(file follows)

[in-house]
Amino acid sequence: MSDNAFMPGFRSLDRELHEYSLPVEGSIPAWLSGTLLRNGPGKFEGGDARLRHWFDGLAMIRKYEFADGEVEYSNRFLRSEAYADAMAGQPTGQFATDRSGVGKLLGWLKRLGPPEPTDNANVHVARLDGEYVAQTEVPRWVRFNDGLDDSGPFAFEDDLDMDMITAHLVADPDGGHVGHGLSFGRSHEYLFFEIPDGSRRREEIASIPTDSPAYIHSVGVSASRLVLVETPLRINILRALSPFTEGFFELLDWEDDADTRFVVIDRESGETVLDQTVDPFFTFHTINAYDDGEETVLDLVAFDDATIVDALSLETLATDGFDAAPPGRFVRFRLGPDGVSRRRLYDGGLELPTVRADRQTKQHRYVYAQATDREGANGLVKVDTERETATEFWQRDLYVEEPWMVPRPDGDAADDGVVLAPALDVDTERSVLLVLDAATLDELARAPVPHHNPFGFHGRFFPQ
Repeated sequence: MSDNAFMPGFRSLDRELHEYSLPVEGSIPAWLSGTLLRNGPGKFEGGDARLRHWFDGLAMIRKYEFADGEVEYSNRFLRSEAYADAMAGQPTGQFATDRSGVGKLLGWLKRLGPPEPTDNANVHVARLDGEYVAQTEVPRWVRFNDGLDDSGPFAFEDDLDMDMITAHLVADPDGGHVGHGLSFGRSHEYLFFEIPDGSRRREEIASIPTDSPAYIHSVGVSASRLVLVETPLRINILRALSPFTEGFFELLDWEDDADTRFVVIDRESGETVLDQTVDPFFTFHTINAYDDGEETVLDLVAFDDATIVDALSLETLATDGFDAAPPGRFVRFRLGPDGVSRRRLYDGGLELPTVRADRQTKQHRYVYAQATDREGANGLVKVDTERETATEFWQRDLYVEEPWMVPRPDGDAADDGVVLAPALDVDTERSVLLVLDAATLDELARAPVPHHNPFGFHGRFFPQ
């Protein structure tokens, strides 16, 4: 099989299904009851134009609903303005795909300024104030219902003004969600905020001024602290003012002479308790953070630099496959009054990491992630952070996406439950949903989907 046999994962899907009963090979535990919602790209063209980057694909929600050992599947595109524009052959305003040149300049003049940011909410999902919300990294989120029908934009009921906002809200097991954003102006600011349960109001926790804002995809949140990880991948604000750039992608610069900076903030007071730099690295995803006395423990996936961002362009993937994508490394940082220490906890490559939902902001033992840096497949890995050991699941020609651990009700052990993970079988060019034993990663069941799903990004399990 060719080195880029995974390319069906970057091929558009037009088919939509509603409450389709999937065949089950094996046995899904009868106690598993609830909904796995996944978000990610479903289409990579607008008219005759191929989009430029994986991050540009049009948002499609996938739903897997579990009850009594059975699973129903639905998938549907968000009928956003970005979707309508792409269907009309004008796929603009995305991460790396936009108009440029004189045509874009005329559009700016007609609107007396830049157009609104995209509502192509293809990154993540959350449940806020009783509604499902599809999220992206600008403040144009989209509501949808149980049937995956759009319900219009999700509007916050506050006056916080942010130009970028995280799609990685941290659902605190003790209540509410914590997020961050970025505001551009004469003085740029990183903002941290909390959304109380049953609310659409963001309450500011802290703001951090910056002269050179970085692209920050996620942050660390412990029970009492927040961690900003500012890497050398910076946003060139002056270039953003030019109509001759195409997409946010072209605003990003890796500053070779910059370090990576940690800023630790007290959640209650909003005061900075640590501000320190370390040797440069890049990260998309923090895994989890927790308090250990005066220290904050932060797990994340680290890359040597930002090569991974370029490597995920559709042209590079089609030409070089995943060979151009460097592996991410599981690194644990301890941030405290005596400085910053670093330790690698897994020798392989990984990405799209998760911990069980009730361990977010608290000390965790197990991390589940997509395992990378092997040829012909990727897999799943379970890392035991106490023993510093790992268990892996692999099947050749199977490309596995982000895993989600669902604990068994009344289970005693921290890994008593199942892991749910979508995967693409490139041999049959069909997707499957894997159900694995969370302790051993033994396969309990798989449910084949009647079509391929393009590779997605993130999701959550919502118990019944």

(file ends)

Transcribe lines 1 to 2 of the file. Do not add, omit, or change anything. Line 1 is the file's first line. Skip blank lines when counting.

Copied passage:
[in-house]
Amino acid sequence: MSDNAFMPGFRSLDRELHEYSLPVEGSIPAWLSGTLLRNGPGKFEGGDARLRHWFDGLAMIRKYEFADGEVEYSNRFLRSEAYADAMAGQPTGQFATDRSGVGKLLGWLKRLGPPEPTDNANVHVARLDGEYVAQTEVPRWVRFNDGLDDSGPFAFEDDLDMDMITAHLVADPDGGHVGHGLSFGRSHEYLFFEIPDGSRRREEIASIPTDSPAYIHSVGVSASRLVLVETPLRINILRALSPFTEGFFELLDWEDDADTRFVVIDRESGETVLDQTVDPFFTFHTINAYDDGEETVLDLVAFDDATIVDALSLETLATDGFDAAPPGRFVRFRLGPDGVSRRRLYDGGLELPTVRADRQTKQHRYVYAQATDREGANGLVKVDTERETATEFWQRDLYVEEPWMVPRPDGDAADDGVVLAPALDVDTERSVLLVLDAATLDELARAPVPHHNPFGFHGRFFPQ